This unit produces a critical take on war, violence, race and security from feminist perspectives. Particular attention is focused on feminist theories that foreground the interconnectedness or intersectionality of different power relations, including postcolonial, transnational and queer approaches. How are different forms and sites of violence connected? How do technologies of gender, sex and race shape understandings of certain forms of political violence as lawful, legitimate and necessary? What are the gendered legacies of (ongoing) histories of colonialism and imperialism? What are the (feminist) ethics of researching and possibly reproducing violence and suffering? Among the themes we will explore are the erotics of conquest and slavery; military masculinities; sexual violence in conflict; private military and security companies; torture and surveillance; women as agents of violence; Orientalism and the War on Terror; human rights and international law; imperial feminisms and just war theory; occupation and resistance.

(credits: 20)

(assessment: Course work)

This unit explores the politics of Germany, Europe’s leading state and the world’s third largest exporting nation. It encompasses history, domestic politics, policy-making, political economy and foreign policy. The module introduces students to the way Germany’s tumultuous history has impacted on politics today. It explores the character of contemporary party politics before turning to how they play out in relation to the policy process and Germany’s distinctive political economy. Finally, Germany’s international role is explored; is reunified Germany Europe’s new hegemon? The aim is to give a comprehensive understanding of contemporary German politics and policy.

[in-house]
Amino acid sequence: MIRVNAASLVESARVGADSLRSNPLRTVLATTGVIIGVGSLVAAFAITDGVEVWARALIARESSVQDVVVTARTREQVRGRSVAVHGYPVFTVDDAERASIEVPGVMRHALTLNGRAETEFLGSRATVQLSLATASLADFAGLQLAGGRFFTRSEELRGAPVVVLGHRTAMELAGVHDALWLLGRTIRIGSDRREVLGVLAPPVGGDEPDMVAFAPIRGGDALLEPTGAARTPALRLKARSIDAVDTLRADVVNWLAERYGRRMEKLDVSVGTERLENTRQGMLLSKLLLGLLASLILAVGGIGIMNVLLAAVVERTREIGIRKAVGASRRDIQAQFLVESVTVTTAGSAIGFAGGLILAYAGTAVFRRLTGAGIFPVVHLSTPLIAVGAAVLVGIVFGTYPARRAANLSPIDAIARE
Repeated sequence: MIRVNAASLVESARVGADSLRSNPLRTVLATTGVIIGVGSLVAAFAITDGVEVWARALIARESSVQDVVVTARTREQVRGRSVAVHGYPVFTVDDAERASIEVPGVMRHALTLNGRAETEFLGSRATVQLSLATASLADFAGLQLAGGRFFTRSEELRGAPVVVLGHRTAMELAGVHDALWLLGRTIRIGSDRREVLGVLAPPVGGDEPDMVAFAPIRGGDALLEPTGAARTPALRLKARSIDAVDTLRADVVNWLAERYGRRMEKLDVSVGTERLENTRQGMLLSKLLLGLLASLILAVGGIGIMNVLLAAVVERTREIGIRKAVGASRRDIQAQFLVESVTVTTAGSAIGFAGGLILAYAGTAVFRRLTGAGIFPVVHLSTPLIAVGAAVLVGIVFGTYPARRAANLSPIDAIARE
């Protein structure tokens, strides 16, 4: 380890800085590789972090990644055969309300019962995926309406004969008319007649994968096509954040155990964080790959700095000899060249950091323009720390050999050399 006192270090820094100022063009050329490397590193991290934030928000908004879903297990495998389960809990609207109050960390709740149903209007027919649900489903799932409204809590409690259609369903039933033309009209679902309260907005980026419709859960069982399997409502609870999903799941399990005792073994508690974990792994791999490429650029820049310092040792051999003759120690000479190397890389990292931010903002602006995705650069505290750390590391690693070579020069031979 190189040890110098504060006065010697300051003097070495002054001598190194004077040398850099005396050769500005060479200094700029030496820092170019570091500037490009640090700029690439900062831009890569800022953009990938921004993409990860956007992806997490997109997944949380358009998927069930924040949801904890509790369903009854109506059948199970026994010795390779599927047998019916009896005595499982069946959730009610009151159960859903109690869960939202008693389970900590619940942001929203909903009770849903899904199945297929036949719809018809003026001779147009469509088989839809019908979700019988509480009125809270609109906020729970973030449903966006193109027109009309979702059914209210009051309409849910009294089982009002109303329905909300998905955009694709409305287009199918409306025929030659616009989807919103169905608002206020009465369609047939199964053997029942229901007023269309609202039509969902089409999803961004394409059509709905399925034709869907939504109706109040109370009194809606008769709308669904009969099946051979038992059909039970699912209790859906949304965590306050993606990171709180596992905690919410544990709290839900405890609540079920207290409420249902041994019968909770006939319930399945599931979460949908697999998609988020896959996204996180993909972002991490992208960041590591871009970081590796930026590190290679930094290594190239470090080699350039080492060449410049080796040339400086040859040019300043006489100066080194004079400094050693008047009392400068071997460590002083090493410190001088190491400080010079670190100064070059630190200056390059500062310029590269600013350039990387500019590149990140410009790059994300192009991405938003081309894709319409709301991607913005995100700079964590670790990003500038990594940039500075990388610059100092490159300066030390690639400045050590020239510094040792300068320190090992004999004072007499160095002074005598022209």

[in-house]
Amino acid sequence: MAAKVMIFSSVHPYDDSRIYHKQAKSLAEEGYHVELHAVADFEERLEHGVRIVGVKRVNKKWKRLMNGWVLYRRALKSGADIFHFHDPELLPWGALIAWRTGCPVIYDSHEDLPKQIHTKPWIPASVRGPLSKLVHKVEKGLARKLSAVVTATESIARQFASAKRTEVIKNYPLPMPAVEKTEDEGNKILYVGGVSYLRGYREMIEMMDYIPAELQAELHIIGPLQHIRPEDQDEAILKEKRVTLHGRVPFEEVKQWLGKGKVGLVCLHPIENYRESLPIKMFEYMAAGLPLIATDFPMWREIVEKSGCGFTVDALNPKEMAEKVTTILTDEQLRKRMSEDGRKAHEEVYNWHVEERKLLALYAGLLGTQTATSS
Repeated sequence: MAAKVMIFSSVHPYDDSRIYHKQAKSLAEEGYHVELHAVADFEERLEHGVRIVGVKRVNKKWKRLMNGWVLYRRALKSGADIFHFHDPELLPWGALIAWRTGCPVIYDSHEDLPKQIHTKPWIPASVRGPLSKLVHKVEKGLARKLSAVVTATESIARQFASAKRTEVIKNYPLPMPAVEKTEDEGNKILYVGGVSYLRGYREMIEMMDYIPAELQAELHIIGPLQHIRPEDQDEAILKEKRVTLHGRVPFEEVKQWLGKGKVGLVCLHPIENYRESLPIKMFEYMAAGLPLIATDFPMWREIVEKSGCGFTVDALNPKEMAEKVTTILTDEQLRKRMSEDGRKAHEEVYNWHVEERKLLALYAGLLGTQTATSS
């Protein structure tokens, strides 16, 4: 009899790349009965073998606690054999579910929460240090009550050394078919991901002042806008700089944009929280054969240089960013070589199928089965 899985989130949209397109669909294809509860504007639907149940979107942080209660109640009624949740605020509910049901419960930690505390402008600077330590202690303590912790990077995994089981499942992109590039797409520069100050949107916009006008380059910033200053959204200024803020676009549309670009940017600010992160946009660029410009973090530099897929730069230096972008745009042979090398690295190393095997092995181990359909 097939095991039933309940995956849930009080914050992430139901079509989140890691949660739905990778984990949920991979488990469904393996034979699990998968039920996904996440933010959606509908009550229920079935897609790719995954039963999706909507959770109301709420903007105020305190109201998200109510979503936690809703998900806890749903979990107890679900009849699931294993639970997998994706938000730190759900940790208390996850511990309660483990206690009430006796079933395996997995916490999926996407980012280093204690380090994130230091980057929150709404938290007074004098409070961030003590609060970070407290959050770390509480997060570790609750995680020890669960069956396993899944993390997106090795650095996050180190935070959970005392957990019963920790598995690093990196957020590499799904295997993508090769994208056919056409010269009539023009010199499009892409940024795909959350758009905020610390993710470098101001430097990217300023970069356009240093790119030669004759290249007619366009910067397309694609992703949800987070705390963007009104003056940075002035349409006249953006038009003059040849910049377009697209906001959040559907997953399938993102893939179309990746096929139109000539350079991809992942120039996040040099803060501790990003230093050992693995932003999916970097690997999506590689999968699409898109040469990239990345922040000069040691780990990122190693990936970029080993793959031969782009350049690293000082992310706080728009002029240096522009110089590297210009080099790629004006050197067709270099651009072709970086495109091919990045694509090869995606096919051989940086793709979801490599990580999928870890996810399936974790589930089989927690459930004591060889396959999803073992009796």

(credits: 20)

(assessment: course work)

This module offers an interdisciplinary examination of the socio-economic and political dynamics of the modern Middle East by exploring the region’s major historical developments from a non-Eurocentric perspective, and investigating how the region has been represented and analysed in the social sciences. Students will have the opportunity to reassess the imperial and colonial legacies by retracing the trajectories of state formation and economic development in the past two centuries. The overall aim is to equip students with the knowledge and skills to `de-exceptionalise’ the Middle East and enable them to study it as any other region in the international system.